Barely passing the halfway point of the year, twenty-seventeen has been a heck of a ride for me. It was during the transition between my Pre-U and Undergraduate Studies when I decided to take a gap year, more like 8 months, to do things I enjoy and pick up both old and new skills. However, when I received my underwhelming results from my A Levels in January, disqualifying me from my intended course of study, I was dejected.
It was a season of navigating my own wilderness. I worked for a bit, travelled, lost people dear to me and before I knew it, 4 months had passed me by. Time was ticking, and I was just as lost as I was 4 months ago. There and then, I was offered an opportunity to go on a mission trip to the Philippines. Everything fell perfectly into my schedule and I had no reason to decline.
This was my first mission trip with church and to say the least, I was nervous. Nevertheless, I jumped in on the opportunity when offered. Our team went to assist Bukang Liwayway (BL) with their youth sports camp, and I was there to serve as a photographer-cum-videographer.
I saw kids who came from less yet did not feel they were in lack. They laughed at the silliest things and they were beyond contented with the simplest things. The people there were so welcoming and friendly towards one another that cliques were a rarity. They shared everything with each other and served one another as if these things were second nature. Goofing around with the kids and making jokes despite the language barriers quickly became the best part of camp. While reflecting on the day with very little sleep, I realised that little else was as important as being present with the few skills I had; and time was the best gift I could give to them.
To the world outside, these people were just numbers in the poverty index.
Almost a quarter of the campers weren’t believers at that time but throughout the camp, watching them get saved in sessions and devotions created a certain feeling where emotions were bursting out from my chest—a happiness unlike anything as I witnessed God’s extremely evident love for these children. I’ve always been scared of praying for people but this time around, God really pushed me out of my comfort zone to pray for the children again and again. Perhaps, this is what it means to be a missionary.
I realised that little else was as important as being present with the few skills I had; and time was the best gift I could give to them.
Growing up, I’ve always enjoyed reading, which is why I hunger after great stories; and the stories of the people in Manila were the kind you simply don’t put down until you’re done reading. They have the ability to leave you breathless, make you pause and reflect before you keep going. The children who were at the camp came from various backgrounds such as living in poverty, coming from broken families, and having parents who struggled with substance abuse and alcohol abuse. Some children struggled with them too but the smiles on their faces almost never showed it.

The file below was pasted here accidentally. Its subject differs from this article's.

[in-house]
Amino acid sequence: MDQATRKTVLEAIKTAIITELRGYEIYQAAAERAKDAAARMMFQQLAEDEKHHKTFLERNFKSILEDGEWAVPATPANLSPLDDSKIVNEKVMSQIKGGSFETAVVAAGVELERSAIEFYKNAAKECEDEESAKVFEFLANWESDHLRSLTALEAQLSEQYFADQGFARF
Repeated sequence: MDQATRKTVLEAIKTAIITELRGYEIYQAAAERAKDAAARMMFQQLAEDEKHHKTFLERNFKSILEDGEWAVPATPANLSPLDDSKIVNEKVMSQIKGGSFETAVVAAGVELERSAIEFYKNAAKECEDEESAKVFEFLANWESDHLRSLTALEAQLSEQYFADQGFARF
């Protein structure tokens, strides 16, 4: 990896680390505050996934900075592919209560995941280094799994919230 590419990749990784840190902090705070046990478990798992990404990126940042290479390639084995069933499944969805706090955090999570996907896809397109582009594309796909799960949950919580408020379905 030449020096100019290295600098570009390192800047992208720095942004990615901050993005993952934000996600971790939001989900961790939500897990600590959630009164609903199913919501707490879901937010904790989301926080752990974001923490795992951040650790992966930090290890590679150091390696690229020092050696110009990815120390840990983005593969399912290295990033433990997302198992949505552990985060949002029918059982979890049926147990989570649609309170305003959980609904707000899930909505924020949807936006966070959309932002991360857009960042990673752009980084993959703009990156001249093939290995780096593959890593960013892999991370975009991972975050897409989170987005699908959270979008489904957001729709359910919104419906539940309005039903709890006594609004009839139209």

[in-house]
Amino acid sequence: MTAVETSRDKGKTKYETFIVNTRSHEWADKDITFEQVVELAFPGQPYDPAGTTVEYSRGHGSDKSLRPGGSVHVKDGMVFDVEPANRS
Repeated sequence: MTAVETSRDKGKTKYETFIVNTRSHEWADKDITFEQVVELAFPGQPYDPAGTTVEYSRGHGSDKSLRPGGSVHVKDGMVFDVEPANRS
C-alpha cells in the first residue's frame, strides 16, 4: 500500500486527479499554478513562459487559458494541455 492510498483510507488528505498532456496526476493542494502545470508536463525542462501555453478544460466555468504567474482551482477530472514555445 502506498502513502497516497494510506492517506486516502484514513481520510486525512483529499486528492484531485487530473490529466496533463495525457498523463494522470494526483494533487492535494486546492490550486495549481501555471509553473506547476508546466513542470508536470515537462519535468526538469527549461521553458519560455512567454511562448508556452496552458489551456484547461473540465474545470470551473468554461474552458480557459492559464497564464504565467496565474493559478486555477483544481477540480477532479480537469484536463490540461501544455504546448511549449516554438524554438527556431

Listening to stories about the fire that broke out—the one that affected more than 1300 families and their homes before BL started to visit and sponsor them—really broke my heart and gave me a newfound appreciation of the things I have at home, as well as the work that Pastor Fred and Mimi do there.
This trip taught me that life at its core is really simple.
To the world outside, these people were just numbers in the poverty index. But to actually see their small 15 sq ft home with a lightbulb accommodating 9-15 people in their family—that first experience and glance—was utterly beyond words. My heart ached for these people because they weren’t merely statistics and numbers, but they each had a name with potential and dreams. My heart also ached for me. Because while I had the opportunities at home, I had no ambition. Squeezing in those homes took something from me. It made more of a human and less of a machine. I learnt to feel a little deeper, live a little more and empathise a whole lot more. To be able to listen to their stories was a privilege. This was not the sort of education you received in class nor knowledge obtainable from reading reports.
This trip taught me that life at its core is really simple. As long as you have a roof over your head, food on the table, people you can do life with, and dreams; you can really do anything. I was reminded that God is bigger than my shortcomings and nothing is impossible to achieve; even broken dreams. I may have went to Manila lost and broken but I came home with a sense of direction and secure with my identity in Christ.
I am a child of God.
I am destined for greatness.
I am a missionary.
To find out more on our mission trips or to sign up for one, contact our Missions department at firstname.lastname@example.org.